Why is tagged queueing a problem on my third-party disk?

Tagged Command Queueing (TCQ) is an optional part of the SCSI-2
specification. It permits a drive to accept multiple I/O requests for
execution later. These requests are "tagged" by a reusable id so that the
drive and the OS can keep track of them. The drive can reorder these
requests to optimize seeks. For more details, see the SCSI-2
specifications. A draft version is available at
ftp://ftp.cs.toronto.edu/pub/jdd/scsi-doc/scsi2.10b.gz

SunOS 4.x and earlier never uses tagged queueing. However, Solaris 2.x
will make use of tagged queuing if the drive claims to support it.
Unfortunately, some drive manufacturers have found it hard to design their
drives to do tagged queueing properly, and this particular area has been a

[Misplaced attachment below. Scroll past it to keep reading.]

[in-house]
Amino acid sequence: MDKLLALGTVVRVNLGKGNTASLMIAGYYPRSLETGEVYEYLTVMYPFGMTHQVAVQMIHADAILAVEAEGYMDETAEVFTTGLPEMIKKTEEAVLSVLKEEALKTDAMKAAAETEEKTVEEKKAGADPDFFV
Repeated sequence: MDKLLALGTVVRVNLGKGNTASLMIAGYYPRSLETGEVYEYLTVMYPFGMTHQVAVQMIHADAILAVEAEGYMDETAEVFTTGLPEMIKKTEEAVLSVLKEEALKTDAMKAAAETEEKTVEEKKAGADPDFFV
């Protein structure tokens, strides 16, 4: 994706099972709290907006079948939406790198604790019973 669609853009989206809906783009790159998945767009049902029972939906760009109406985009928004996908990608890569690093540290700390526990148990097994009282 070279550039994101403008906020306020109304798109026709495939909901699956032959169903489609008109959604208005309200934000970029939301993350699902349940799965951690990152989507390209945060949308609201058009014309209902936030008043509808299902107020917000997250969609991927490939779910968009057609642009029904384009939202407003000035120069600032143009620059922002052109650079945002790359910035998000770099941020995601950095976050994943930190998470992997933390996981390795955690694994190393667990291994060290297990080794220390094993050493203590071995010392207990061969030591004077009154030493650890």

common source of bugs in drive firmware.

If it is not possible to turn off tagged queueing in the drive that is
causing the problem, Solaris 2.x can be told not to use tagged queueing
at all, by putting the following line in /etc/system:

set scsi_options & ~0x80

The "scsi_options" kernel variable contains a number of bit flags which
are defined in /usr/include/sys/scsi/conf/autoconf.h. 0x80 corresponds
to tagged queueing.

However, this turns off tagged queueing for the entire machine, not just
the problematic drive. Because tagged queueing can provide a significant
performance enhancement for busy drives, this may not always be desirable.
In Solaris 2.4 and later, it is possible to disable tagged queueing and set
or clear other scsi options on a per-controller or per-drive basis. The
appropriate technique is described in the esp(7) and isp(7) man pages.



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